Formula 1 may like the more exotic locations it visits each year and who can blame them? A night race in Singapore? Monaco streets? Abu Dhabi sun-setting? While chasing larger and larger sanctioning fees, F1 has maintained its global spectacle while also finding national government support for its product. It’s kept the revenue stream intact through challenging economic times and while you may not be keen on losing some European venues, keeping the teams and investor flush with revenue in dour financial times has been a real coup from F1 boss Bernie Ecclestone.
I was reading a story today on the Malaysian Grand Prix and I wonder just how long this Asia-Pac move of F1’s will last? Will it eventually wane or simply follow the cash around the world with BRIC next and then, who knows? Or will it simply continue to grow with no end in sight?
What I find interesting in this article is the concession that F1’s tickets sales are down 15% this year for the Malaysian Grand Prix and this is not a similar number to MotoGP’s ticket sales. This means that motorcycles might still be of more interest to local racing enthusiasts. Sepang International Circuit CEO Datuk Razlan Razali said:
“In terms of international sales, we see a growth of 2% from year to year, which is good for international tourism.
“We are still waiting for local fans to buy tickets and hope that there will be last-minute purchases in the next two weeks,” he said, adding that 80,000 tickets were sold for the three-day event last year.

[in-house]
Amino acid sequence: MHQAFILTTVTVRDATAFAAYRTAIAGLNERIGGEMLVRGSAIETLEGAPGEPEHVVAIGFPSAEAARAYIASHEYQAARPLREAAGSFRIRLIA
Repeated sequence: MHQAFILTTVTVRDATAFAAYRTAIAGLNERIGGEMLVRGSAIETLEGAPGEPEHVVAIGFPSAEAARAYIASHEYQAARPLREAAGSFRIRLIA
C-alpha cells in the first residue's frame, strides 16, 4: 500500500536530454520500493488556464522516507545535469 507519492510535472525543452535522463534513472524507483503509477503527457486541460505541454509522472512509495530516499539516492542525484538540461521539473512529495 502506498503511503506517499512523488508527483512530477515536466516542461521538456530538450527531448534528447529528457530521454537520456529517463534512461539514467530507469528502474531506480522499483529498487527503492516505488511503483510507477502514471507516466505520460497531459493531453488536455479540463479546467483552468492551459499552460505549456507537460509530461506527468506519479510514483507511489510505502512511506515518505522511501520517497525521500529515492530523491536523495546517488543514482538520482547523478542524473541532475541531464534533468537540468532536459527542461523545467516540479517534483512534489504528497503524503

Razlan noted that the Singapore Grand Prix had reported a 15% drop in their ticket sales compared to last year.
“So with the indefinite condition of the local and global economy, it might affect ticket sales for F1, but MotoGP is not affected that much this year,” he said.
Interesting that there is still not a strong local fan base to draw from and this is after 17 years on the calendar I might add. Surely long enough to build a local fan community and strong local event participation, no?
I recall having a long conversation with then marketing director of COTA ahead of their first grand prix. I recall speaking about the need for national ticket purchases and not just local folks checking out the race. It takes both and certainly from a tourism standpoint, increasing international ticket sales is what Austin and Malaysia would like to see. No doubt. But local fan participation is also important as it could be construed as part of the track economics the facility needs for all kinds of motoring events at the circuit.
This isn’t to say there aren’t race fans in Malaysia, of course there are and the people I see in the stands really do seem to love the races. I’m just intrigued in that these far-flung exotic locations are bankrolled and backed by governments in the hopes they bring tourism and legitimacy to their nation and that’s a big ask but it provides a stunning backdrop for a race, that’s for sure. I’m still always thinking about track economics and the infrastructure and people that work for the circuit. Look at the revolving door at COTA in just three years. It’s a tough business and it would be good to see these nations build a stronger and stronger local motorsport fan base to draw from to keep the facilities, commerce and track a viable option.
It’s not lost on me that the cost of tickets for an F1 race may be a very large part of the lack of local attendance but that’s another topic.
Hat Tip: The Star